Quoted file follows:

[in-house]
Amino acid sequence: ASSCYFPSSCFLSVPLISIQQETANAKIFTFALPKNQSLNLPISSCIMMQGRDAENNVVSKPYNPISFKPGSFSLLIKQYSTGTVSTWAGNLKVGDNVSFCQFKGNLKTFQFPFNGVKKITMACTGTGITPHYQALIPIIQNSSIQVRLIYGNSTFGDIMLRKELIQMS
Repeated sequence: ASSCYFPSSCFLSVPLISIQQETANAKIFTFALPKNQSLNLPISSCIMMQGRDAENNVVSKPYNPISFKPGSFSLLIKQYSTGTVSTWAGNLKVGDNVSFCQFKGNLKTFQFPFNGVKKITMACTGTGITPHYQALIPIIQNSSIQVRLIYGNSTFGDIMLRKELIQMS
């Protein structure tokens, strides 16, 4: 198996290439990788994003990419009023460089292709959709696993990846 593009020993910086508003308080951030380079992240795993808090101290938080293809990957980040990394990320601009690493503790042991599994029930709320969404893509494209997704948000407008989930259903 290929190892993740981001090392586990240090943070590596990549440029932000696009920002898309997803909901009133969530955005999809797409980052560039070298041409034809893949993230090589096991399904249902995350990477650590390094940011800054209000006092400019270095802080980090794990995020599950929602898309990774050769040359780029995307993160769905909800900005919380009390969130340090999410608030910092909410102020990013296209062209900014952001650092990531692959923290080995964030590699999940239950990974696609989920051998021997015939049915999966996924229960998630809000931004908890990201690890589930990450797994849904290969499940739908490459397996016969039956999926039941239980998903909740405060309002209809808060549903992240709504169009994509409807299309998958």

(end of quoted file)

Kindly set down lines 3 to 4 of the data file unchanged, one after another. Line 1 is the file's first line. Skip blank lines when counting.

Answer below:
Repeated sequence: ASSCYFPSSCFLSVPLISIQQETANAKIFTFALPKNQSLNLPISSCIMMQGRDAENNVVSKPYNPISFKPGSFSLLIKQYSTGTVSTWAGNLKVGDNVSFCQFKGNLKTFQFPFNGVKKITMACTGTGITPHYQALIPIIQNSSIQVRLIYGNSTFGDIMLRKELIQMS
């Protein structure tokens, strides 16, 4: 198996290439990788994003990419009023460089292709959709696993990846 593009020993910086508003308080951030380079992240795993808090101290938080293809990957980040990394990320601009690493503790042991599994029930709320969404893509494209997704948000407008989930259903 290929190892993740981001090392586990240090943070590596990549440029932000696009920002898309997803909901009133969530955005999809797409980052560039070298041409034809893949993230090589096991399904249902995350990477650590390094940011800054209000006092400019270095802080980090794990995020599950929602898309990774050769040359780029995307993160769905909800900005919380009390969130340090999410608030910092909410102020990013296209062209900014952001650092990531692959923290080995964030590699999940239950990974696609989920051998021997015939049915999966996924229960998630809000931004908890990201690890589930990450797994849904290969499940739908490459397996016969039956999926039941239980998903909740405060309002209809808060549903992240709504169009994509409807299309998958």